About Surprise Valley, California
It's easy to understand why the area's first Native American settlers referred to this area by the phrase "The Smiles of God". With 70 percent of Modoc County remaining publicly owned, much of the forest, mountain and high desert areas haven't changed a great deal since the Paiute, Pit River ("Achumawi"), and Modoc tribes were its only inhabitants.
Today, visitors will find no scarcity of recreational opportunities such as camping, fishing, hiking, cross-country skiing, hunting, wind sailing on dry lake beds, and a variety of other outdoor pursuits awaiting them in any of our four distinct seasons.
Spring brings wildflowers and soaring eagles. It is a time when children gear up new 4-H projects as they look ahead to June's Junior Livestock Show, and squirrel hunters descend on local ranches where they perform a useful service while having great fun.
During our relatively mild summers, residents and visitors alike move to the faster rhythms of busy ranch and community life, partake of plentiful recreational activities, and anticipate one of the year's highlights - hosting the Modoc District Fair in August.
The cooler days of autumn usher in vibrant color changes in native foliage, school busses resume their far-flung routes, and hopeful hunters find a warm welcome, affordable lodging, and hearty fare in local restaurants.
When the last hay has been baled and wild geese in flight fill the skies with their lonely calls, winter's peace blankets the valley and it takes on the special beauty of this quiet season.
May We Suggest?
Once the snow has melted and back-country roads are safe to navigate, first-time visitors with a sense of adventure are urged to pick up a brochure at the BLM office in Cedarville, pack up a picnic lunch, and head off to experience the rugged beauty of the Great Basin. Just east of the valley, take the self-guided 93-mile Surprise Valley-Barrel Springs Byway. During your drive, you just might run into a herd of wild mustangs, elk or antelope.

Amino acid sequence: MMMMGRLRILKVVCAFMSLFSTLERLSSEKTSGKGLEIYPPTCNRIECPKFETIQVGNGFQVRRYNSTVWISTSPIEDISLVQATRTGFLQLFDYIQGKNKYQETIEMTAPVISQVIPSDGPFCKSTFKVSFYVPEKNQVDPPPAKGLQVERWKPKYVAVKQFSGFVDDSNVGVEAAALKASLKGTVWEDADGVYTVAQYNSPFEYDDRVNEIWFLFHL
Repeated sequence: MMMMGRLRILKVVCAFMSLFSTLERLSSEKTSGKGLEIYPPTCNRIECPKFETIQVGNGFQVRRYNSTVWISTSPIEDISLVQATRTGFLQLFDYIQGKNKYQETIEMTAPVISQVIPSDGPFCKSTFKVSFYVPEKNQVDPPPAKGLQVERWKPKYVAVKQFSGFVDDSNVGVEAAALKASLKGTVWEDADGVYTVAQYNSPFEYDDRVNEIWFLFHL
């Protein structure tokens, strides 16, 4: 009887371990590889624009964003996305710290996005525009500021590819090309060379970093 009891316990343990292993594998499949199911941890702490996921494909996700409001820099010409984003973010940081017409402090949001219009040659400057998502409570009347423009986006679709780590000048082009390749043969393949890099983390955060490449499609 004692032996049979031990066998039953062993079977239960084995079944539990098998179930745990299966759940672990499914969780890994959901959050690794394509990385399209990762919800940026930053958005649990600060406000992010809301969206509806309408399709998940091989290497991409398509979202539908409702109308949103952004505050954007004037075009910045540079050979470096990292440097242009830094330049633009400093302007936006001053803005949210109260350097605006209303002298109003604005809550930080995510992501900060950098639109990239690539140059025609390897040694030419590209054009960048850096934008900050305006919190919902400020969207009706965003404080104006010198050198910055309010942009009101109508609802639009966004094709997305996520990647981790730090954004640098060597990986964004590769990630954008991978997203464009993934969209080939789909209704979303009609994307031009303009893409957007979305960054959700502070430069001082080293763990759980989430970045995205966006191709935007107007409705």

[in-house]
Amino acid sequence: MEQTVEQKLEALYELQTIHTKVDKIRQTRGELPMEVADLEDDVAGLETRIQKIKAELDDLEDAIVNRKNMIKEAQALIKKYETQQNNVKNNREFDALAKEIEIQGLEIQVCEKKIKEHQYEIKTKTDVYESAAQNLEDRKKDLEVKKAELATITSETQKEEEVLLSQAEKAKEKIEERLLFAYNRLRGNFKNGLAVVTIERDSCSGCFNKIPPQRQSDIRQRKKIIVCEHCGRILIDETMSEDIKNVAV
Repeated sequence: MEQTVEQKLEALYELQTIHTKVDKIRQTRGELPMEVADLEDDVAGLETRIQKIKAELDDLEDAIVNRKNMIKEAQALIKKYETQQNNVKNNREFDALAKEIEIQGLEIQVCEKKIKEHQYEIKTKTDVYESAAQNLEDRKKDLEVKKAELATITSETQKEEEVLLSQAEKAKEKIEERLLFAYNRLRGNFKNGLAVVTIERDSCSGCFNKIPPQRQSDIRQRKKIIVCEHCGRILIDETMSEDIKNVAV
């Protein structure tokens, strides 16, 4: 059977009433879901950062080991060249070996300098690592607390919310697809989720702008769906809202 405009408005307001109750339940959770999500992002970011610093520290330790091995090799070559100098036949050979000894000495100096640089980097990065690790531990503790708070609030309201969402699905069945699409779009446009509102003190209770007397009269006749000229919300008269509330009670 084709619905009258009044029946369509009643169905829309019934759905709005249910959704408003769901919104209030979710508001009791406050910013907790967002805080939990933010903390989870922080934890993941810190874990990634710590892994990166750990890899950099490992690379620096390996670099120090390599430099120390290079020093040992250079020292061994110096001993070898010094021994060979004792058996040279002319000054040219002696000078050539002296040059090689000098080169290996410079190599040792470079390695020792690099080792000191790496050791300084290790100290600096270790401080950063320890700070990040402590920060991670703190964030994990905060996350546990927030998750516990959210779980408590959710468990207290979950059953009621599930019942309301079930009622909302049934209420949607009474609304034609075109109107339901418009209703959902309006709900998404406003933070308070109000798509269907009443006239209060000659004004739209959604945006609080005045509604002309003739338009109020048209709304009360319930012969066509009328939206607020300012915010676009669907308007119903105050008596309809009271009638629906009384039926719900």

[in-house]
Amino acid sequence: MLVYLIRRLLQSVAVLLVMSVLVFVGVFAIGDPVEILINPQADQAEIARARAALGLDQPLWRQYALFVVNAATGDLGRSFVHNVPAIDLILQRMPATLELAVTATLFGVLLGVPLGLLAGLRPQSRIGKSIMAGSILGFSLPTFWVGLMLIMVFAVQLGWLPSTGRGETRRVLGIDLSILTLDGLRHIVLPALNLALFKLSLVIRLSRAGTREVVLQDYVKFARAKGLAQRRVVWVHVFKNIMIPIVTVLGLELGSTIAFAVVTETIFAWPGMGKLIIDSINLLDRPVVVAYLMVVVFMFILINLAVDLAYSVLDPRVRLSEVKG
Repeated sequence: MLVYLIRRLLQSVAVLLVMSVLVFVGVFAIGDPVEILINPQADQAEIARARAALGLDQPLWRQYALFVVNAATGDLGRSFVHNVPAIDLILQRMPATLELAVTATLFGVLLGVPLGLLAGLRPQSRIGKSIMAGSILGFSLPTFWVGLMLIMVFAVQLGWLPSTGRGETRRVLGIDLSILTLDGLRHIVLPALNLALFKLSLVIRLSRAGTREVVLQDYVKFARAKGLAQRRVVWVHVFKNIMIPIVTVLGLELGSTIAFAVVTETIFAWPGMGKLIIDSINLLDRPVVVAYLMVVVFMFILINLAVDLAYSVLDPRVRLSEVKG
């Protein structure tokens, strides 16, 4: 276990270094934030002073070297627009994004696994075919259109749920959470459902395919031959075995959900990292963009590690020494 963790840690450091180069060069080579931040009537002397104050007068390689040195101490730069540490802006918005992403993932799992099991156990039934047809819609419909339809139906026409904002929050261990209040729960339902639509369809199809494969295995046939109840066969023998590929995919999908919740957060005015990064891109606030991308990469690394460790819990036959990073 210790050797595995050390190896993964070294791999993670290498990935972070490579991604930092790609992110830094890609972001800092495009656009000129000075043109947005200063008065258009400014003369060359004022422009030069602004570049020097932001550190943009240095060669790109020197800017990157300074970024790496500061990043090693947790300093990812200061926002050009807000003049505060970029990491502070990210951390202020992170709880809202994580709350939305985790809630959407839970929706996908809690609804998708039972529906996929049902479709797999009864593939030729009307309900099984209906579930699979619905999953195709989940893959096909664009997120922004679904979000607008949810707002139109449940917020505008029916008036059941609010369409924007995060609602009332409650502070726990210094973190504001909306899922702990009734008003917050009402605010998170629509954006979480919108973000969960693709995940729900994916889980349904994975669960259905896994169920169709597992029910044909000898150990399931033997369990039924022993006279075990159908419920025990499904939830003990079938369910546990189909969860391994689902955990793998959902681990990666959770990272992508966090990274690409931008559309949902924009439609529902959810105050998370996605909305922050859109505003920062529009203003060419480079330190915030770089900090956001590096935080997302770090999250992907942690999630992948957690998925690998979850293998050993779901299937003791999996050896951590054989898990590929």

Eons ago, this area of the Great Basin was covered by ancient Lake Surprise, leaving it particularly rich in geologic history. Research teams from a variety of universities have gathered to study its mysteries in recent years.
Rock hounds, photographers, amateur geologists and sightseers will all delight in the area's impressive rock formations and may discover obsidian deposits, opals, fossils, or preserved signs of the valley's early settlers as they explore the vast stretches of uninhabited country nearby. Steaming hot springs and other signs of active geothermal activity dot the valley as well.
If you visit us on a winter weekend, check to see if the Cedar Pass Ski Hill, with its T-bar rope tow and groomed slopes, is open.
For more suggestions on outdoor activities in Modoc County and Surprise Valley, please check out the Recreation link in the left menu.
Come Visit Us!
ANY time is a great time to come visit us in our special corner of paradise! We hope that our website will assist you in planning a memorable vacation or lay the foundation for future relocation.
Further information, maps, brochures, squirrel round-up hats, tee shirts, sweatshirts, our cookbook celebrating generations of local cooks, and other Surprise Valley memorabilia and information may also be picked up at our office, located in the Surprise Valley Realty Office at 507 Main Street in Cedarville.
So plan a visit today to "Where the Pavement Ends and the West Begins!" And remember, while you're out and about in Surprise Valley, please join in one of our most pleasant local traditions. When driving along valley roads, it is customary to greet other drivers, horseback riders, joggers or even the town mutt with a friendly wave and a smile!
Visit the Cal Vada History Foundation Museum
708 Townsend, The old Forest Service Building
Page modified: 19 Feb 2024 10:02:31 -0800